In many countries in north‐western Europe, the welfare state is changing, and governments expect a great deal of informal care. In the Netherlands, citizens are also increasingly expected to rely on informal instead of professional care. In this study, we aim to determine to what extent Dutch care‐dependent people want to rely on social network members and what reasons they raise for accepting or refusing informal care. To answer this question, we observed 65 so‐called ‘kitchen table talks’, in which social workers assess citizens’ care needs and examine to what extent relatives, friends and/or neighbours can provide help and care. We also interviewed 50 professionals and 30 people in need of care. Our findings show that a great deal of informal care is already given (in 46 out of 65 cases), especially between people who have a close emotional bond. For this reason, people in need of care often find it difficult to ask their family members, friends or neighbours for extra assistance. People are afraid to overburden their family members, friends or neighbours. Another reason people in need of care raise against informal care is that they feel ashamed of becoming dependent. Although the government wants to change the meaning of autonomy by emphasising that people are autonomous when they rely on social network members, people who grew up in the heyday of the welfare state feel embarrassed and ashamed when they are not able to reciprocate. Our findings imply that policymakers and social professionals need to reconsider the idea that resources of informal care are inexhaustible and that citizens can look after each other much more than they already do. It is important that social policymakers approach the codes and norms underlying social relations more cautiously because pressure on these relations can have negative effects.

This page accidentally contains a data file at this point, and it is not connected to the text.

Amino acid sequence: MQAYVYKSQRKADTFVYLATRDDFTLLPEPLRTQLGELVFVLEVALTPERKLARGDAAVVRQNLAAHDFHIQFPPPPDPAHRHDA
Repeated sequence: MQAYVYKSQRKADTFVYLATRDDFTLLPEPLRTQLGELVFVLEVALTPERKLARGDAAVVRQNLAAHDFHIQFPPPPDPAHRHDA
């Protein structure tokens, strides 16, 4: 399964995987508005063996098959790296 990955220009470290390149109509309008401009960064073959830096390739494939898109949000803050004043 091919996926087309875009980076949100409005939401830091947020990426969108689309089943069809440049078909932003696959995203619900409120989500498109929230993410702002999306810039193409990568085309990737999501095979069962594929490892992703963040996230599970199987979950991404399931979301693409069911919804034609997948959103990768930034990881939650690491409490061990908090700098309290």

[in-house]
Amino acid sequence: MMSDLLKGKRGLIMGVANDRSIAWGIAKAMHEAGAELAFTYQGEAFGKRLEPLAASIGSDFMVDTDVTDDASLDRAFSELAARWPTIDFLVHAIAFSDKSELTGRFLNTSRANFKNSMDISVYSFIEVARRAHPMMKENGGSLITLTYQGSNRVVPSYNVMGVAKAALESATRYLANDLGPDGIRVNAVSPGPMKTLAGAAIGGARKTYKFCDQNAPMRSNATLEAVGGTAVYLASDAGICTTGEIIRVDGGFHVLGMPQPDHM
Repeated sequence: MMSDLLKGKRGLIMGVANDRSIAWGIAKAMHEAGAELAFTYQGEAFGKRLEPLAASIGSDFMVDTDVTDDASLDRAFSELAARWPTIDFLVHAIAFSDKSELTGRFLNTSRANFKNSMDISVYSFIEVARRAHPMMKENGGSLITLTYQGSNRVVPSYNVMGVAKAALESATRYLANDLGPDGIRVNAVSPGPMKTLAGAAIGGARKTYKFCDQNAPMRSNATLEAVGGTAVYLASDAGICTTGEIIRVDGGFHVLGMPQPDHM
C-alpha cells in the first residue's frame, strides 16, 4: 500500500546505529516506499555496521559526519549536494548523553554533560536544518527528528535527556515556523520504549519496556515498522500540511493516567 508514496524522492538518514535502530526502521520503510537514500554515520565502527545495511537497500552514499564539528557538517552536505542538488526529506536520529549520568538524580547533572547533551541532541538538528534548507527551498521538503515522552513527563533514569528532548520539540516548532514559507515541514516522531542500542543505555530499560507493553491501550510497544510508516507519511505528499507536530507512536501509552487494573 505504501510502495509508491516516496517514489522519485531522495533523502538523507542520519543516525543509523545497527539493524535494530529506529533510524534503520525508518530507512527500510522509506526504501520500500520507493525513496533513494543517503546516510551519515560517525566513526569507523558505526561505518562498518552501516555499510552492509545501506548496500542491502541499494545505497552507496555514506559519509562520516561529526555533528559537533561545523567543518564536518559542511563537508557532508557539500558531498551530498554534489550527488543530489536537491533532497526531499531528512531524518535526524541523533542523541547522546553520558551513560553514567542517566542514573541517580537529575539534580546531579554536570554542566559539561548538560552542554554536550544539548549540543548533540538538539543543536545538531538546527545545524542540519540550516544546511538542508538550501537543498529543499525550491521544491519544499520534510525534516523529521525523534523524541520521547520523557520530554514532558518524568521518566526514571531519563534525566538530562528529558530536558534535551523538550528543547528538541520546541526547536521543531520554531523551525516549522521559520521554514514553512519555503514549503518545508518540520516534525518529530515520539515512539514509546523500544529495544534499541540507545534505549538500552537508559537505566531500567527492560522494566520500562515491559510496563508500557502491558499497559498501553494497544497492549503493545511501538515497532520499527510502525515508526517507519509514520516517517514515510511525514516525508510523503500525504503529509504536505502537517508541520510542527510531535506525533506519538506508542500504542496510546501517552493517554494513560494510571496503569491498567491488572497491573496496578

|Original language||American English|
|Journal||Health and Social Care in the Community|
|Publication status||Published - 9 Dec 2019|